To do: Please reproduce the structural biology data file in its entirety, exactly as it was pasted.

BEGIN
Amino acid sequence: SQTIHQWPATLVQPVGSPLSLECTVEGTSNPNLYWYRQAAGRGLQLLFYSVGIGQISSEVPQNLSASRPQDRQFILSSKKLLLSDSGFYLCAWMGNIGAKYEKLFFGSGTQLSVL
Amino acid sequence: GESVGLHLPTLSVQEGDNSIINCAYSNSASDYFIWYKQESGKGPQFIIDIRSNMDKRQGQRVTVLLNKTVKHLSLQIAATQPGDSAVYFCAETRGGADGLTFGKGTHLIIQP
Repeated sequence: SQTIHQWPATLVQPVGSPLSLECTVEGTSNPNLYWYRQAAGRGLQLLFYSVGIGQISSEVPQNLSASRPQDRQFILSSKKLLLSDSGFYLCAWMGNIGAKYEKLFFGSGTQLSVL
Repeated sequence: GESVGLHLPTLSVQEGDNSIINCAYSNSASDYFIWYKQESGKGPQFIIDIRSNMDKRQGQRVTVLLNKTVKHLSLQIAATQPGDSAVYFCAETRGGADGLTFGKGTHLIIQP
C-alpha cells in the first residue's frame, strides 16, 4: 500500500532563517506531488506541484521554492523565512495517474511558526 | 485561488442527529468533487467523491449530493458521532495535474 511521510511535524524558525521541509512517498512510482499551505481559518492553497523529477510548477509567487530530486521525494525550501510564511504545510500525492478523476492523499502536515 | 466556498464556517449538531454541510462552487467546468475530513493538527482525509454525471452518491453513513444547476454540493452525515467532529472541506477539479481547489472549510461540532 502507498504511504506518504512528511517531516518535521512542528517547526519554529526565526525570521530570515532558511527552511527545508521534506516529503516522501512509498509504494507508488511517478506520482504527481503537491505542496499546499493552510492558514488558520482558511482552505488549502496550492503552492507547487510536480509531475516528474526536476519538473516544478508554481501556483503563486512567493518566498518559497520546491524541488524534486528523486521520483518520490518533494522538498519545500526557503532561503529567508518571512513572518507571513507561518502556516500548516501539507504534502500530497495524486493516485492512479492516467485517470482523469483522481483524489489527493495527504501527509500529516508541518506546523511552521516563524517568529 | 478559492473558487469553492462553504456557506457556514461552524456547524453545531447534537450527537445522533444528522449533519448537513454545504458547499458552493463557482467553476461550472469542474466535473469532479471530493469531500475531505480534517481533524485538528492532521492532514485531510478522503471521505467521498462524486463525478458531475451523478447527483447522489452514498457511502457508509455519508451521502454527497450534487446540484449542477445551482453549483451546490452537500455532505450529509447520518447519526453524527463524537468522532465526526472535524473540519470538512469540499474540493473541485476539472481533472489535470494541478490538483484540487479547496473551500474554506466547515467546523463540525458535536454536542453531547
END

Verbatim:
Amino acid sequence: SQTIHQWPATLVQPVGSPLSLECTVEGTSNPNLYWYRQAAGRGLQLLFYSVGIGQISSEVPQNLSASRPQDRQFILSSKKLLLSDSGFYLCAWMGNIGAKYEKLFFGSGTQLSVL
Amino acid sequence: GESVGLHLPTLSVQEGDNSIINCAYSNSASDYFIWYKQESGKGPQFIIDIRSNMDKRQGQRVTVLLNKTVKHLSLQIAATQPGDSAVYFCAETRGGADGLTFGKGTHLIIQP
Repeated sequence: SQTIHQWPATLVQPVGSPLSLECTVEGTSNPNLYWYRQAAGRGLQLLFYSVGIGQISSEVPQNLSASRPQDRQFILSSKKLLLSDSGFYLCAWMGNIGAKYEKLFFGSGTQLSVL
Repeated sequence: GESVGLHLPTLSVQEGDNSIINCAYSNSASDYFIWYKQESGKGPQFIIDIRSNMDKRQGQRVTVLLNKTVKHLSLQIAATQPGDSAVYFCAETRGGADGLTFGKGTHLIIQP
C-alpha cells in the first residue's frame, strides 16, 4: 500500500532563517506531488506541484521554492523565512495517474511558526 | 485561488442527529468533487467523491449530493458521532495535474 511521510511535524524558525521541509512517498512510482499551505481559518492553497523529477510548477509567487530530486521525494525550501510564511504545510500525492478523476492523499502536515 | 466556498464556517449538531454541510462552487467546468475530513493538527482525509454525471452518491453513513444547476454540493452525515467532529472541506477539479481547489472549510461540532 502507498504511504506518504512528511517531516518535521512542528517547526519554529526565526525570521530570515532558511527552511527545508521534506516529503516522501512509498509504494507508488511517478506520482504527481503537491505542496499546499493552510492558514488558520482558511482552505488549502496550492503552492507547487510536480509531475516528474526536476519538473516544478508554481501556483503563486512567493518566498518559497520546491524541488524534486528523486521520483518520490518533494522538498519545500526557503532561503529567508518571512513572518507571513507561518502556516500548516501539507504534502500530497495524486493516485492512479492516467485517470482523469483522481483524489489527493495527504501527509500529516508541518506546523511552521516563524517568529 | 478559492473558487469553492462553504456557506457556514461552524456547524453545531447534537450527537445522533444528522449533519448537513454545504458547499458552493463557482467553476461550472469542474466535473469532479471530493469531500475531505480534517481533524485538528492532521492532514485531510478522503471521505467521498462524486463525478458531475451523478447527483447522489452514498457511502457508509455519508451521502454527497450534487446540484449542477445551482453549483451546490452537500455532505450529509447520518447519526453524527463524537468522532465526526472535524473540519470538512469540499474540493473541485476539472481533472489535470494541478490538483484540487479547496473551500474554506466547515467546523463540525458535536454536542453531547